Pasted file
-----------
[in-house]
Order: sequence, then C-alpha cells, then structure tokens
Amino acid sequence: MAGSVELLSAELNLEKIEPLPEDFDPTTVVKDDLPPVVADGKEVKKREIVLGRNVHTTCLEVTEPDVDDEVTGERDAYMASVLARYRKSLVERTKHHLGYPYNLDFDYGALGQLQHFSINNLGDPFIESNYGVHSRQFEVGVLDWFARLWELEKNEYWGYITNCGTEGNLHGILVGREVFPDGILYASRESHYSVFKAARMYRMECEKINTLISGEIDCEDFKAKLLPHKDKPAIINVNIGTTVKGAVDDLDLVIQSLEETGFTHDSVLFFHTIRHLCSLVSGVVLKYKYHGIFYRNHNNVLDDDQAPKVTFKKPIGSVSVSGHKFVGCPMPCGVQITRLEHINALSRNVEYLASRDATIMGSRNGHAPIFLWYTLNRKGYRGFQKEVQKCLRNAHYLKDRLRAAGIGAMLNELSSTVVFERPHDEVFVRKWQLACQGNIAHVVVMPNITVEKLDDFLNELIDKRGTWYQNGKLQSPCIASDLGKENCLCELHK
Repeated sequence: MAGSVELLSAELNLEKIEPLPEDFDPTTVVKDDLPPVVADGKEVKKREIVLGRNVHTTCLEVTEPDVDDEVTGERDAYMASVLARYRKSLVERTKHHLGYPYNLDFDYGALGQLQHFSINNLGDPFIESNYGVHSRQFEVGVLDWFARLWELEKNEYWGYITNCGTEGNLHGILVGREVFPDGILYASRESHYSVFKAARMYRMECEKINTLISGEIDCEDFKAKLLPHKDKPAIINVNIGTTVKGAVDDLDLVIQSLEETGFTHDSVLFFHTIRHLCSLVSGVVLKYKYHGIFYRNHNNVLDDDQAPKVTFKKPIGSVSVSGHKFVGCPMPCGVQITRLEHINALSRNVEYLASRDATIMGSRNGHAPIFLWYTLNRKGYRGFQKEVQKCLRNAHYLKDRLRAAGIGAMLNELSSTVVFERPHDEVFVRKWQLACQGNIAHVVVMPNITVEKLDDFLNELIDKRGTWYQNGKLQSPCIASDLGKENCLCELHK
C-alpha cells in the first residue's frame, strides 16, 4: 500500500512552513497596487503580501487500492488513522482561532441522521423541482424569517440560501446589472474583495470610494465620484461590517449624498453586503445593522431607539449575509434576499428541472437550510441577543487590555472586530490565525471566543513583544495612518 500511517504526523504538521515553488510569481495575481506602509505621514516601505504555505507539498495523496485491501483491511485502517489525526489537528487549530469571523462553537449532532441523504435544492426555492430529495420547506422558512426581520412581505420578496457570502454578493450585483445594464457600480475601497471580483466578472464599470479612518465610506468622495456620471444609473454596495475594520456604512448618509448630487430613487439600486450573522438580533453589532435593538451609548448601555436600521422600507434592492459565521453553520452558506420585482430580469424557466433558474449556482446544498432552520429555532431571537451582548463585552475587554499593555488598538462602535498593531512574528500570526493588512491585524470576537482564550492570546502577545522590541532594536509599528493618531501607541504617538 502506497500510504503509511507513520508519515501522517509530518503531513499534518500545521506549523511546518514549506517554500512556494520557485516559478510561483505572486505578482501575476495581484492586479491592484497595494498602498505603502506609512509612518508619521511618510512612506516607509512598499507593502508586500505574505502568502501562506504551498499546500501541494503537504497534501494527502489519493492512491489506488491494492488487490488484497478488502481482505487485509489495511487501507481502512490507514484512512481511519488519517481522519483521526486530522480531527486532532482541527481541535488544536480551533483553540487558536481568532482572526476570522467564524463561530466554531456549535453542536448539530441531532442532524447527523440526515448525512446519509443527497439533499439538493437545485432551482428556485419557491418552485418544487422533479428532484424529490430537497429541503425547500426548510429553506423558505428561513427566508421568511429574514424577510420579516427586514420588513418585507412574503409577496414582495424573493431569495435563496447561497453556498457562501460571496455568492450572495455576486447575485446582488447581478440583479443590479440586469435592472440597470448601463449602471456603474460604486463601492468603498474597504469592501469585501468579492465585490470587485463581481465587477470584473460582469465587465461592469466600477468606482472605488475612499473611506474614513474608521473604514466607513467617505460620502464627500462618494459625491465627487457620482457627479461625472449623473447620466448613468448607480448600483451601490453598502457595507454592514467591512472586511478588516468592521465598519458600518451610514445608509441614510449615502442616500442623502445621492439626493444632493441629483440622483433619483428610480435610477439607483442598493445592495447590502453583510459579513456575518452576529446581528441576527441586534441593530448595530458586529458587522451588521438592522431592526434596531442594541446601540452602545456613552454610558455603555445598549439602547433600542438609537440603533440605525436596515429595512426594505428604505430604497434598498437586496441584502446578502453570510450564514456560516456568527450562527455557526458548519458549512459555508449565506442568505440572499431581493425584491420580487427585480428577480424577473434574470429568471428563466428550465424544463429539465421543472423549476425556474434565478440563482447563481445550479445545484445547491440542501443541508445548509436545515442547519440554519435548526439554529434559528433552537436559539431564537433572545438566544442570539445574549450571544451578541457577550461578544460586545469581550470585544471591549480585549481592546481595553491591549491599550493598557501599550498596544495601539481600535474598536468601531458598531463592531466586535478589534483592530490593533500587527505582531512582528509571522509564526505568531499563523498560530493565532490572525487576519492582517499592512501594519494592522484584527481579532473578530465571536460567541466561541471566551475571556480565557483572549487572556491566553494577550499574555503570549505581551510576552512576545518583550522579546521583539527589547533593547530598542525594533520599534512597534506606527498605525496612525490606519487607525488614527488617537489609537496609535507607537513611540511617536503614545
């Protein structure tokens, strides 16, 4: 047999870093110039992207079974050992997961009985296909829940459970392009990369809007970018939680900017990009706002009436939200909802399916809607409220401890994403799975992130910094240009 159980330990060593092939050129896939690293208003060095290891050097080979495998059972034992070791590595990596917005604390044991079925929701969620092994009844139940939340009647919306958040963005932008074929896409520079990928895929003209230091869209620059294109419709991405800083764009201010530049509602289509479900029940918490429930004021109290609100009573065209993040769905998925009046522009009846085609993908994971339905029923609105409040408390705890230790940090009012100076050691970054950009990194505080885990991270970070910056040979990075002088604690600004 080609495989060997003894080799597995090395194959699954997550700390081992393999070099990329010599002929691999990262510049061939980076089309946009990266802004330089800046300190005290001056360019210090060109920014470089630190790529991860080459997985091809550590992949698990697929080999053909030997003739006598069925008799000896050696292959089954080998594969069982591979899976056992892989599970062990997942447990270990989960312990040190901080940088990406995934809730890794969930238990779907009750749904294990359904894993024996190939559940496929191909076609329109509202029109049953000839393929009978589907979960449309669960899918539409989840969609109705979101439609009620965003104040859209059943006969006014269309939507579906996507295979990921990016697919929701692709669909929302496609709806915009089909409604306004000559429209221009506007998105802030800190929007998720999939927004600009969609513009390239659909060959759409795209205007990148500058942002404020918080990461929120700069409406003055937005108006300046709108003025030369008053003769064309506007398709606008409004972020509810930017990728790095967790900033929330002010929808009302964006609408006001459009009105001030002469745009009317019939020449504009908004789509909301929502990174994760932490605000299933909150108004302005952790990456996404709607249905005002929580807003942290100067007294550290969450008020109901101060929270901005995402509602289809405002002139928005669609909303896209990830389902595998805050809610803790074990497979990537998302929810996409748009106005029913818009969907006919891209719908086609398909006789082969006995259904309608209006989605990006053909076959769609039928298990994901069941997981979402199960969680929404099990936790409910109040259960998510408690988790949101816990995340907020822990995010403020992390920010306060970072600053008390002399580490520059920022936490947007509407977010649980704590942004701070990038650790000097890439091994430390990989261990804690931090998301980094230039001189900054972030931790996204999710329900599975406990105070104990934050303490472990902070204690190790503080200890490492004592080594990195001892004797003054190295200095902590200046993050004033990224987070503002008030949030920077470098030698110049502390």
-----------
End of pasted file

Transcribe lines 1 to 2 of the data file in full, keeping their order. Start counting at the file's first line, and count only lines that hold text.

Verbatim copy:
[in-house]
Order: sequence, then C-alpha cells, then structure tokens